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 Posted:   May 28, 2013 - 12:11 PM   
 By:   John Mullin   (Member)

No, it was the studio. They had final cut, and chose to exclude the director and her co-writer from the final stage of editing. The final score - by coincidence, by Carter Burwell - was composed without her input. Lisa Cholodenko was still allowed to do press for the movie and to play the awards circuit.

Point is, these things happen a lot in the movie industry, and most of the time the public at large is unaware of it. I kind of feel that that's how it should be... the behind the scenes drama is interesting to read about after the fact, but if it starts to warp one's opinion of a movie before you see it, then I think it really sabotages the experience.

 
 Posted:   May 28, 2013 - 6:19 PM   
 By:   SchiffyM   (Member)

I'm with johnmullin. Only the final product is what we should be judging, not how it got there.

It's easy to paint the studios as the big bad bullies, but "Thor: The Dark World" has a budget upwards of $200 million. Nothing can be left to chance. Unfortunately, that means that there isn't a lot of room for personal or quirky choices.

To me, the trailer for this movie looks like a bunch of hooey. But that's just me.

 
 Posted:   May 28, 2013 - 6:20 PM   
 By:   SchiffyM   (Member)

Meanwhile…
http://www.deadline.com/2013/05/carter-burwell-marvel-thor-2-scor/

Some "exclusive"!

 
 Posted:   May 28, 2013 - 11:13 PM   
 By:   WillGoldNewtonBarryGrusin   (Member)

No, it was the studio. They had final cut, and chose to exclude the director and her co-writer from the final stage of editing. The final score - by coincidence, by Carter Burwell - was composed without her input. Lisa Cholodenko was still allowed to do press for the movie and to play the awards circuit.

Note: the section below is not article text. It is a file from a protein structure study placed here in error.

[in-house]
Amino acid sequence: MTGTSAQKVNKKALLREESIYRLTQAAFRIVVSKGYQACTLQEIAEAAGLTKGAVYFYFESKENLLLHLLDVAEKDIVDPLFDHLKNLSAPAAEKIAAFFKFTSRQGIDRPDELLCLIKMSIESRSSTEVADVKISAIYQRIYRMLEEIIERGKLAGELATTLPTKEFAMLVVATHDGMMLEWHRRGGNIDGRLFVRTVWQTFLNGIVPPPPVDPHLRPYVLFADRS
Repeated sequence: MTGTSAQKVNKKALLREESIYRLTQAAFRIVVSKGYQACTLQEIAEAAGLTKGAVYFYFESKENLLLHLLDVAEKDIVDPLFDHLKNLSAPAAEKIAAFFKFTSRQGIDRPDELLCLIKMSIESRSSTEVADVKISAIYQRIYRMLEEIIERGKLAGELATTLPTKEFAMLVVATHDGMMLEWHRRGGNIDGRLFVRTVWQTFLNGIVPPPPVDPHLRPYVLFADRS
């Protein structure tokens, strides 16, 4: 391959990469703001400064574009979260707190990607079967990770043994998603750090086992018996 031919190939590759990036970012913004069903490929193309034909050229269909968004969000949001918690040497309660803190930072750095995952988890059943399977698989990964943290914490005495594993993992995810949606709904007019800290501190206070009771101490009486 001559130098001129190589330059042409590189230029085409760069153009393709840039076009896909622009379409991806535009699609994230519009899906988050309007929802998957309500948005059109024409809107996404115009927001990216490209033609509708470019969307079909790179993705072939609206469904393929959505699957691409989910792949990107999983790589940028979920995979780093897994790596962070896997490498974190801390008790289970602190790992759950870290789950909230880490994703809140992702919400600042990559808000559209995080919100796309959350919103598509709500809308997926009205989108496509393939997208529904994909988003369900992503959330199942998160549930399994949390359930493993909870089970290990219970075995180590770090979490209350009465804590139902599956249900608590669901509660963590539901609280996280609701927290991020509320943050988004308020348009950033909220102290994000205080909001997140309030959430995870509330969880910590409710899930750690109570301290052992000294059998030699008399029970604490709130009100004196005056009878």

Point is, these things happen a lot in the movie industry, and most of the time the public at large is unaware of it. I kind of feel that that's how it should be... the behind the scenes drama is interesting to read about after the fact, but if it starts to warp one's opinion of a movie before you see it, then I think it really sabotages the experience.


True, too much reported behind the scenes drama makes me watch the movie in a different way.

Still, I find it very odd if studios hire a particular director and then keep him out of the editing room. Directing is just as much about editing and arriving at the final version.

A studio should choose a director who will be on the same wavelength. To hire someone else, watching the dailies and then kick him out, putting everything together by committee, cannot result in a very good film since the material itself has the director´s sensibility.

Of course, this is common practice these days on big budgeted blockbusters.

But THE KIDS ARE ALRIGHT was a small budget independent film, wasn´t it? If even these films do not reflect the director´s vision anymore, something is truly rotten at the core.

 
 Posted:   May 29, 2013 - 4:56 AM   
 By:   mastadge   (Member)

A studio should choose a director who will be on the same wavelength. To hire someone else, watching the dailies and then kick him out, putting everything together by committee, cannot result in a very good film since the material itself has the director´s sensibility.